This study confirms that environment factor more influence the productivity is associated with Fisk (2000) They find the productivity was one of the most important factors affecting the overall performance to any organization, from small enterprises to entire nations. These findings further support the idea by Ismail et al. (2008). From the result of their study, it can be said that working environment that caused heat/sweat is the most significant discomfort in the job satisfaction analysis. Increased attention had focused on the relationship between the work environment and productivity since the 1990s. Laboratory and field studies showed that the physical and chemical factors in the work environment could have a notable impact on the health and performance of the occupants and consequently on the productivity. Workplace environmental conditions, such as humidity and indoor air quality have significant relationships with workers’ satisfaction and performance. Indoor air quality could have a direct impact on health problems and leads to uncomfortable workplace environments. These finding are rather disappointing. When we are referring to air temperature in the context of thermal comfort, we are discussed about the temperature in the space where the person is located. This temperature changes from head to toe and can change with time depend on workplace and metabolism. The present findings seem to be consistent with other research (Vaughn, 2006) which found heat is produced in the body as a result of metabolic activity. The age of workers in this workstation is under 25 and youth. In this level of age, the metabolism rises to peak production. In this workplace the workers sitting is close from large window on a cloudy. There is reason air temperature higher than radiant temperature. Furthermore, environmental factors are not only the reason of dissatisfaction in this workstation but the facilities in this workstation also the reason discomfort of occupant. For example, the fan is not enough for this workstation.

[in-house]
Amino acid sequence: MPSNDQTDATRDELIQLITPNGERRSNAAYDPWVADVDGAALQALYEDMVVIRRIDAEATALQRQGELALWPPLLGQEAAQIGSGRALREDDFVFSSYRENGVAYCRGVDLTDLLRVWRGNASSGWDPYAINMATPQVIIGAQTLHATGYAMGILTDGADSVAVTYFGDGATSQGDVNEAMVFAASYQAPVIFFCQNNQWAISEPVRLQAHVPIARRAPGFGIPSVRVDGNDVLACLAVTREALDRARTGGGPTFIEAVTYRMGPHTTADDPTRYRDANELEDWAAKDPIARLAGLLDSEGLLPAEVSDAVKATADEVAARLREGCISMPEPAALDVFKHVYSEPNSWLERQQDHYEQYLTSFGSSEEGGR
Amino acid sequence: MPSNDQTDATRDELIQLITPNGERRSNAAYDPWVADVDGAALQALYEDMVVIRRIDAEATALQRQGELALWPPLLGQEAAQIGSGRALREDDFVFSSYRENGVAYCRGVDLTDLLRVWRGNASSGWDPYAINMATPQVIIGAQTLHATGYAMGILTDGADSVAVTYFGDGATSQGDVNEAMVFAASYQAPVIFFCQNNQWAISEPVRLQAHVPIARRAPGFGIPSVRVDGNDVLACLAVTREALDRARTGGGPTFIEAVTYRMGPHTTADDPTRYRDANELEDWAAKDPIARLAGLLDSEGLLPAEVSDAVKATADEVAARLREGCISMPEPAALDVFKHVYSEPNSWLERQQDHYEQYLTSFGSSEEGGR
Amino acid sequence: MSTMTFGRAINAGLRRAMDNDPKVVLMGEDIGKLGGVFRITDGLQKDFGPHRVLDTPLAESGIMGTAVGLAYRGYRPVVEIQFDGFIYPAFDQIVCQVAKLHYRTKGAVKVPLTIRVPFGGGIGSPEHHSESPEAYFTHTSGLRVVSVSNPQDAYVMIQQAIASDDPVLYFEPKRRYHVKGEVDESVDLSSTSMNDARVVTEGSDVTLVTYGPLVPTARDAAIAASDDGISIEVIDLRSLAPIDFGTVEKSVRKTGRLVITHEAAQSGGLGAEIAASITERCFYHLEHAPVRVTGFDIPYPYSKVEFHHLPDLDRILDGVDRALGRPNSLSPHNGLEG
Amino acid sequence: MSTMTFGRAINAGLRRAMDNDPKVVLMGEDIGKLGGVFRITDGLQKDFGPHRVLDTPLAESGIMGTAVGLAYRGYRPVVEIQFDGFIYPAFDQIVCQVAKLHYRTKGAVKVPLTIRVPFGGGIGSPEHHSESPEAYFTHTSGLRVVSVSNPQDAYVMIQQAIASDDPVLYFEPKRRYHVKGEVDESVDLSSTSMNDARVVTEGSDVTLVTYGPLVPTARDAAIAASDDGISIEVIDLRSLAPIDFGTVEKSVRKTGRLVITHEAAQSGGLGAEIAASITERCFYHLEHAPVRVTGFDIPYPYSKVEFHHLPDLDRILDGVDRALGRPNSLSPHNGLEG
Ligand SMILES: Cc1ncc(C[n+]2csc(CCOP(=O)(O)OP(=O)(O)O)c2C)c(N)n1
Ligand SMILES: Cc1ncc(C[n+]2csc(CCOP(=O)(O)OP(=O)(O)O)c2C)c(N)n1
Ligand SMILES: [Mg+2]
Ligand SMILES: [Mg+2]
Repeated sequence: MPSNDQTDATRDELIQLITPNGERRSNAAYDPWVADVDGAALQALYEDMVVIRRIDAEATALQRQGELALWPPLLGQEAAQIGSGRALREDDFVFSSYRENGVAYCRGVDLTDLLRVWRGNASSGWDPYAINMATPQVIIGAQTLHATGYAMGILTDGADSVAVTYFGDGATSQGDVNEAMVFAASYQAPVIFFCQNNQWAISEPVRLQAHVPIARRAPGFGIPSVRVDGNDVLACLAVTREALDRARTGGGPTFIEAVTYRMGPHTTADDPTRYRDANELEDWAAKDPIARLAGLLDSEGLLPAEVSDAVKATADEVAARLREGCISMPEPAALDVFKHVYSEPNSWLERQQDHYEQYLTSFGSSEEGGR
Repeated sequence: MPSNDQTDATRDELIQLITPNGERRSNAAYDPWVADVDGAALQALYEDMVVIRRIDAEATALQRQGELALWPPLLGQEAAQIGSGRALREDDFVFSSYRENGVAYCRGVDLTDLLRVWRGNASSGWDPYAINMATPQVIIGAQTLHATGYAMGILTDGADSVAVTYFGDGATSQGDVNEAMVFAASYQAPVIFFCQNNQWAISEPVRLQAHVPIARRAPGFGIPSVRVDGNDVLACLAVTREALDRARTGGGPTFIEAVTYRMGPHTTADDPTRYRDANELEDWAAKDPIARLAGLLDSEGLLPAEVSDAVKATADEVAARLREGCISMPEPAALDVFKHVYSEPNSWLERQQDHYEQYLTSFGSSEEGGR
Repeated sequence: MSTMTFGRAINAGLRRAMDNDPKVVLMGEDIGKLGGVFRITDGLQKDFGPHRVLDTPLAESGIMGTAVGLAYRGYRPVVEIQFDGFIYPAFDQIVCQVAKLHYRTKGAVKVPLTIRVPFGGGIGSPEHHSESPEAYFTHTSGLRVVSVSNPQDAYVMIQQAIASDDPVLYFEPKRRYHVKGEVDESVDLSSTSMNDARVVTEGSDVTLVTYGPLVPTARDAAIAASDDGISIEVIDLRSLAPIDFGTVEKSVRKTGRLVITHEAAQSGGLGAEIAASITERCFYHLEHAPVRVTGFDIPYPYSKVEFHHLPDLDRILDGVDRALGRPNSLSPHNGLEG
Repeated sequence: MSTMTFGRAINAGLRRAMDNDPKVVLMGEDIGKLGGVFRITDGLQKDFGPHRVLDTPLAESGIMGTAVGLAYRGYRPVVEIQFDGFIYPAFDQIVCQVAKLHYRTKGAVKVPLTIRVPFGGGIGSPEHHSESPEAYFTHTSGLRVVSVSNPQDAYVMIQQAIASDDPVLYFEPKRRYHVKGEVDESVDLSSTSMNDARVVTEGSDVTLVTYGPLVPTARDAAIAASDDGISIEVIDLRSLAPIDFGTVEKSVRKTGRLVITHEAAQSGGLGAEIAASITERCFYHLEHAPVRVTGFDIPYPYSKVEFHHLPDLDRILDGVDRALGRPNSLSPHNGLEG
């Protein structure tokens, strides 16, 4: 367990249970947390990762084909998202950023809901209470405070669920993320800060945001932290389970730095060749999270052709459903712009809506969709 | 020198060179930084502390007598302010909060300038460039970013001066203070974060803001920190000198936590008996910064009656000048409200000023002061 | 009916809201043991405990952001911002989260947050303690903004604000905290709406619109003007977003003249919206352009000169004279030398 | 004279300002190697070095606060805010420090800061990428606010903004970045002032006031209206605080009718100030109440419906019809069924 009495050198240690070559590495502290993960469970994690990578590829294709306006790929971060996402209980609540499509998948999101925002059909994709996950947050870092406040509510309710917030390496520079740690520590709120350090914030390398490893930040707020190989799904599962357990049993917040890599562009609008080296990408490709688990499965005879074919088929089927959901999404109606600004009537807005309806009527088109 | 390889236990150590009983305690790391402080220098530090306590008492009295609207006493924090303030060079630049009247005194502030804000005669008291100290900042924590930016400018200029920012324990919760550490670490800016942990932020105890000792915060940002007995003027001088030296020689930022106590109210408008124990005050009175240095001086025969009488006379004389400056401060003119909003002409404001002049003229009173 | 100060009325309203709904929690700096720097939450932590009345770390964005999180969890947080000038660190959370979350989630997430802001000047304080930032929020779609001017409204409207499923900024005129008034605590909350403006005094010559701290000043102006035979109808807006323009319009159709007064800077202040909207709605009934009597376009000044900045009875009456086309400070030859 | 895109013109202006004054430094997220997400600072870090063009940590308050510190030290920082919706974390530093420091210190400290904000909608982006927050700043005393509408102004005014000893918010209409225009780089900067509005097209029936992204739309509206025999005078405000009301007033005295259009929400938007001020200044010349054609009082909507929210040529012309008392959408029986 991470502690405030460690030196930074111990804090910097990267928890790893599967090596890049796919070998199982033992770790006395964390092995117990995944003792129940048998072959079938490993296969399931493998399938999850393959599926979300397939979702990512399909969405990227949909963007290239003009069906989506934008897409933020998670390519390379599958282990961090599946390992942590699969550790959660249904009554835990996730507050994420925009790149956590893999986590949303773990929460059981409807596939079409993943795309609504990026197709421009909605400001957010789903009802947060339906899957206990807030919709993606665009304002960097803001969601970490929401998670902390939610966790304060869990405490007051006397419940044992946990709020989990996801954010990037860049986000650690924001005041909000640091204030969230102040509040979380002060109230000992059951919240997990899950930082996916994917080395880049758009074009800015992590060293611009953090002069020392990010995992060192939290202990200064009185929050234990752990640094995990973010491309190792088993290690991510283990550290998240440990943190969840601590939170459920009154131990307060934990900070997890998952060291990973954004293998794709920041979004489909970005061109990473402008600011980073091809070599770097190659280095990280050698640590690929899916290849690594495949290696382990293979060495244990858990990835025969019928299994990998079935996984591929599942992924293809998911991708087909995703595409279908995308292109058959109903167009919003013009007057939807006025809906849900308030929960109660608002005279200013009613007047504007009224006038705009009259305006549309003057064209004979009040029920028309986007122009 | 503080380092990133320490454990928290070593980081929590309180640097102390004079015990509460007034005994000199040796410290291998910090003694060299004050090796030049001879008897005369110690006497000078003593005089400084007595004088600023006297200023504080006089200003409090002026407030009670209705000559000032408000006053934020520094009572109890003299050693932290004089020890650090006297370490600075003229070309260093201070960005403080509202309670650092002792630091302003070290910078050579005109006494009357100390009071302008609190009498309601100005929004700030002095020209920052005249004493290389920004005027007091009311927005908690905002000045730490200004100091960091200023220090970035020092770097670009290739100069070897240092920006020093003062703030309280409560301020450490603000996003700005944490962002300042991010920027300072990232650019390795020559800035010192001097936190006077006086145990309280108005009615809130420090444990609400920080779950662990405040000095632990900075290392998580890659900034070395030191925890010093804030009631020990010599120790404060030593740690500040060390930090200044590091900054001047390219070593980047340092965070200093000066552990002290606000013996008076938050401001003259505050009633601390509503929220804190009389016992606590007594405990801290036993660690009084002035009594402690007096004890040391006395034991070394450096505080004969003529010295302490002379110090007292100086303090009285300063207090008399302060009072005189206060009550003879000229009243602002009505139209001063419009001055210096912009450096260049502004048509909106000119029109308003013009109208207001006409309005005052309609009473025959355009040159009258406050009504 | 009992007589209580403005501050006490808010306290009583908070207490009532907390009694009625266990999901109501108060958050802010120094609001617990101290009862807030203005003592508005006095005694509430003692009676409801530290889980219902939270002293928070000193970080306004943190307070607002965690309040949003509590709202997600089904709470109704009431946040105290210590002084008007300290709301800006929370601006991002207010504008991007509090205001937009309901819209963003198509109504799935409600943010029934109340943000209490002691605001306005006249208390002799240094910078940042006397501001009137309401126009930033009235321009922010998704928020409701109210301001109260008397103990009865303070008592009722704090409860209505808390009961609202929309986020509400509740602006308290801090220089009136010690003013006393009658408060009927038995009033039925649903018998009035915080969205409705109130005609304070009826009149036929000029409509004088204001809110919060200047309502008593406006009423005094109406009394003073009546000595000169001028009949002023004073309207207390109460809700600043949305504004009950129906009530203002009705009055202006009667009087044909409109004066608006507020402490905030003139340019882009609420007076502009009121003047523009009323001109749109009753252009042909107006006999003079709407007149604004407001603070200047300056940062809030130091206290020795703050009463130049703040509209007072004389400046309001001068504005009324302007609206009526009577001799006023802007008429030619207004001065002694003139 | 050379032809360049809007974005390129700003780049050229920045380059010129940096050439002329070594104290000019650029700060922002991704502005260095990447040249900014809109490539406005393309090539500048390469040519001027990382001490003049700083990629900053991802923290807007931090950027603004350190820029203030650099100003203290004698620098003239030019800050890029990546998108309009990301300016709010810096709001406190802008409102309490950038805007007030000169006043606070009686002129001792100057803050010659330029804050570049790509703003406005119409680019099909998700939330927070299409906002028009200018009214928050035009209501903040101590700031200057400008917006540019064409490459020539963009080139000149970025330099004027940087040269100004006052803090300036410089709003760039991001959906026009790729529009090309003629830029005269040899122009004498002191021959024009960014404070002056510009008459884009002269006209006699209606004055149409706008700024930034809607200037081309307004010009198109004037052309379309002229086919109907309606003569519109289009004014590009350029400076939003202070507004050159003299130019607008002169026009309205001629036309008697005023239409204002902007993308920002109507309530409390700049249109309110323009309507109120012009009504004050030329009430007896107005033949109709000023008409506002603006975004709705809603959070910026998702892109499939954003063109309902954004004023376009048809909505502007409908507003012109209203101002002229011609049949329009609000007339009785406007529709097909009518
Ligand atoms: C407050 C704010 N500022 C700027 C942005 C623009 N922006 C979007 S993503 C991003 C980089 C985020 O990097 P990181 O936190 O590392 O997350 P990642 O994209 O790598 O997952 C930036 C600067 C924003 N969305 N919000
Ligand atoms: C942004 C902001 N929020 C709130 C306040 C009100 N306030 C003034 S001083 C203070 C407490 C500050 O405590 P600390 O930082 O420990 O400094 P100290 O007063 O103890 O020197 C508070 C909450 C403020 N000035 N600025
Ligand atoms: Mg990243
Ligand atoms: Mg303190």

Future studies on the current topic are therefore recommended. Further research should be done to investigate the environment factor weakness for increase productivity and getting occupant health and safety. This is an important issue for workers in the industry.

CONCLUSIONS

Based on the study, it can be concluded that personal awareness on the environment factor knowledge plays a vital roles in determining the correct action and practices during the working activities. Finally, due to limitation of data, the study unable to address thermal comfort and to identify the thermal comfort effect to the operators and it productivity. Thermal interactions between human body and its environment are very influence.

This research has thrown up many questions in need of further investigation. After the observation several point of jobs can be improve as follows:

Study the ventilation system to bring down the air temperature lower than 30°C
Re evaluate the plant process layout and minimize the product movement between one station to another but give spaces to workers to stretch their body correctly

Increase number of fan to increase wind circulation especially for baking oven area

Increase the luminance is the most important part to consider since the analysis results the lighting at workplace far beyond the recommend value 750 lux base on IESNA (Rea, 2007)